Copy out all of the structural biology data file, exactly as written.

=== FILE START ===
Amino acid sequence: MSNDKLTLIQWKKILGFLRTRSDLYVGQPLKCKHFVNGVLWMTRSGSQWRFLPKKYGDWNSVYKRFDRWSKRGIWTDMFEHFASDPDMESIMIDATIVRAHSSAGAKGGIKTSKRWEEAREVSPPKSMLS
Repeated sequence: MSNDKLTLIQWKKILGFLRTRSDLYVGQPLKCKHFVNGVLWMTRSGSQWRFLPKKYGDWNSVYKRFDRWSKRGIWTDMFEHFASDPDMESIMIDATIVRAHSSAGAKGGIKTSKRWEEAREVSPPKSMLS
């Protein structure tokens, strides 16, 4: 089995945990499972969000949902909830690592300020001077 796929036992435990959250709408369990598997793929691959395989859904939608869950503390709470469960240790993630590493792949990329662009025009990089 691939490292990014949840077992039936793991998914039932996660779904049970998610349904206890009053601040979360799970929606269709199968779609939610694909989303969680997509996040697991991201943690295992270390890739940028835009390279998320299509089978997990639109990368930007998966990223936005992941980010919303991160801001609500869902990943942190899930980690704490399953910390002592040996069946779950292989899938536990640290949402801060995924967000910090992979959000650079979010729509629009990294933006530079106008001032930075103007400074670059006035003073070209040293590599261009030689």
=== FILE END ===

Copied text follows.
Amino acid sequence: MSNDKLTLIQWKKILGFLRTRSDLYVGQPLKCKHFVNGVLWMTRSGSQWRFLPKKYGDWNSVYKRFDRWSKRGIWTDMFEHFASDPDMESIMIDATIVRAHSSAGAKGGIKTSKRWEEAREVSPPKSMLS
Repeated sequence: MSNDKLTLIQWKKILGFLRTRSDLYVGQPLKCKHFVNGVLWMTRSGSQWRFLPKKYGDWNSVYKRFDRWSKRGIWTDMFEHFASDPDMESIMIDATIVRAHSSAGAKGGIKTSKRWEEAREVSPPKSMLS
């Protein structure tokens, strides 16, 4: 089995945990499972969000949902909830690592300020001077 796929036992435990959250709408369990598997793929691959395989859904939608869950503390709470469960240790993630590493792949990329662009025009990089 691939490292990014949840077992039936793991998914039932996660779904049970998610349904206890009053601040979360799970929606269709199968779609939610694909989303969680997509996040697991991201943690295992270390890739940028835009390279998320299509089978997990639109990368930007998966990223936005992941980010919303991160801001609500869902990943942190899930980690704490399953910390002592040996069946779950292989899938536990640290949402801060995924967000910090992979959000650079979010729509629009990294933006530079106008001032930075103007400074670059006035003073070209040293590599261009030689």